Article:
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March 10, 2000 - Image 10

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The Michigan Daily, 2000-03-10

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10 - The Michigan Daily - Friday, March 10, 2000

ARTS

Sega skates to the cup
' 'TTYY

MoShav Band brings.
Israeli sound to Rick's

wim iatest i
Well well well, if it isn't the first
Dreamcast sports game that can be
played by a non-genrephile: Hockey
was a pretty good bet for that honor;
the game deals more or less with a
single plane of play. In spite of
"NHL2K"'s superb 3-D graphics, it
is played essentially in only two
dimensions, unlike basketball which
has that irritating dependence on
mathematical concepts like 'arcs' or
football with its abstract play palling
system and hordes of players.
There are automatic formations to
be chosen in "NHL2K," but these are
lnuited to a handful of offensive and

Grade: A-
NHL2K
Dreamcast
Sega
Reviewed by
Daily Arts Writer
Ted Watts
"NFL2K"'s steep

defensive strate-
gies and are not
as confusing to
the new player.
" N H L 2 K "'s
biggest asset is
the relative ease
of use, no ques-
tion about it.
Those frustrat-
ed by
"NBA2K" and
learning curve

NHL2e
NtiLgame
for the worse. There are only a
handful of modes of play and mini-
mal ways to alter play. Sure, you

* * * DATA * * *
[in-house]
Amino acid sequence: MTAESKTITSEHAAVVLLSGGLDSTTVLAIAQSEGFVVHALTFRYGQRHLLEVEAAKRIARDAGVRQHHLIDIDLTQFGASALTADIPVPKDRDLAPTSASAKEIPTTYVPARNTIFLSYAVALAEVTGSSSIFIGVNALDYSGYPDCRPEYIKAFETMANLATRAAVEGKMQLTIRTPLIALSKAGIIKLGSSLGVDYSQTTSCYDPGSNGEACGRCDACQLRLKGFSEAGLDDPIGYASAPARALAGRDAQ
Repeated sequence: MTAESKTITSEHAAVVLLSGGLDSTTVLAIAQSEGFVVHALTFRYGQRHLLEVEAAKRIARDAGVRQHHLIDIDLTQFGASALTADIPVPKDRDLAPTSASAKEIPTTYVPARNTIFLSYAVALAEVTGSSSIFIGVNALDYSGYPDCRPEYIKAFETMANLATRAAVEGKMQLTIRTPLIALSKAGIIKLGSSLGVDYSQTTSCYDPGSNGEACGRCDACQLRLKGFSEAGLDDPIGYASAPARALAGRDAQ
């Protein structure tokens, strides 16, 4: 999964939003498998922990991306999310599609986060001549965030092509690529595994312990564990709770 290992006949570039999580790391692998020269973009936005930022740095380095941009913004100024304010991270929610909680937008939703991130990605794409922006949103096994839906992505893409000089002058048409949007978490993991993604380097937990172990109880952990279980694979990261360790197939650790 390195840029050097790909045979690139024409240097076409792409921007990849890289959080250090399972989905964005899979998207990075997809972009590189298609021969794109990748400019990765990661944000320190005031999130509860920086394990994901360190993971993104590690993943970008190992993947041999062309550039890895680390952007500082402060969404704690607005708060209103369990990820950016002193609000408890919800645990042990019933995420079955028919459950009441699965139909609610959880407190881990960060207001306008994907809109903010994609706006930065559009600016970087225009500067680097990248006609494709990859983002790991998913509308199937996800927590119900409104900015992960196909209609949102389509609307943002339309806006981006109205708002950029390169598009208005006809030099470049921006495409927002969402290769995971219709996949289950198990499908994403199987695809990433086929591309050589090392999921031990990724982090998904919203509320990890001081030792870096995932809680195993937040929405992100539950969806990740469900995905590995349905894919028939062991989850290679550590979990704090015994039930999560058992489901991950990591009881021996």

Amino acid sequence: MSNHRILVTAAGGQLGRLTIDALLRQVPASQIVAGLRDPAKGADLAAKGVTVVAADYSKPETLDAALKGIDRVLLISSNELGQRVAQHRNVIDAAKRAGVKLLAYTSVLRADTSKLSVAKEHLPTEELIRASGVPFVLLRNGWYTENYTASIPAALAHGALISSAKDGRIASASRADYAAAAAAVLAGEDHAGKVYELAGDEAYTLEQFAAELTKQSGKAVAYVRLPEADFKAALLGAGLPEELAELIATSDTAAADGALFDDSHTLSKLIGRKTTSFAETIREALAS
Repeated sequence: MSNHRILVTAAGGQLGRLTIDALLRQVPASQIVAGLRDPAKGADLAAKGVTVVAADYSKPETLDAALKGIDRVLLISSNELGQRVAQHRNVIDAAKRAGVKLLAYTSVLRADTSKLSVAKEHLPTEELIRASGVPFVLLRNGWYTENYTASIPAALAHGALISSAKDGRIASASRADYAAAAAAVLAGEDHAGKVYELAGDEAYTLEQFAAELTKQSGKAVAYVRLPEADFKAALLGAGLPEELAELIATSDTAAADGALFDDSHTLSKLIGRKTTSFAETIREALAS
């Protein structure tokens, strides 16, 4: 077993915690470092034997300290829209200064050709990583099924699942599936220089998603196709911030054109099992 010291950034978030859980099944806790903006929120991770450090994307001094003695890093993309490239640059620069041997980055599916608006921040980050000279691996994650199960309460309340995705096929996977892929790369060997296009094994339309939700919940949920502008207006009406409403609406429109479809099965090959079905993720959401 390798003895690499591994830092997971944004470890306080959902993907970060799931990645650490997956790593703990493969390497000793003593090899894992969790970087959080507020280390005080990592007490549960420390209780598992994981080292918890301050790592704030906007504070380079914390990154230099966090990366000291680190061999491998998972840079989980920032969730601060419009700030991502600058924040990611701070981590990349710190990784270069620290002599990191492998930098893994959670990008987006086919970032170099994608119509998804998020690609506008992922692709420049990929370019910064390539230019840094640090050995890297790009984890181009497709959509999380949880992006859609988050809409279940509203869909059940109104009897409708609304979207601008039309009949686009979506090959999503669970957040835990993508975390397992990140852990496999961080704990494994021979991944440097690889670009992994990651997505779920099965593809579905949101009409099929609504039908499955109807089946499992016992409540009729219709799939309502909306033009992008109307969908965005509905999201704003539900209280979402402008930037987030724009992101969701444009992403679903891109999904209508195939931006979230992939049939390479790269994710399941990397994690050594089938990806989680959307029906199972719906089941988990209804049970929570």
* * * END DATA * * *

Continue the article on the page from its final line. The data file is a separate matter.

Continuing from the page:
have options that would've been
unheard of five years ago, like the
ability to trade players and change
the face of the National Hockey
League, but the nice extras like cre-
ating different basketball players
found in "NBA2K" are not to be
found here.
And while the graphics of the
game are very good, they somehow
fall short of the level found in its
brethren. To be fair, this may be a
function of the look of hockey. Like
football, players' faces are largely
obscured by helmets, limiting the
possibility for individualization of
players. Additionally, the white ice
creates a completely different aes-
thetic for the game field than bas-
ketball and football with their more
closely defined palettes. The rink
creates a lot of burn, and it cheap-
ens the look in a way that probably
can't be avoided without sacrificing
the realism that is the hallmark of
the Dreamcast sports titles. There
are problems that are not endemic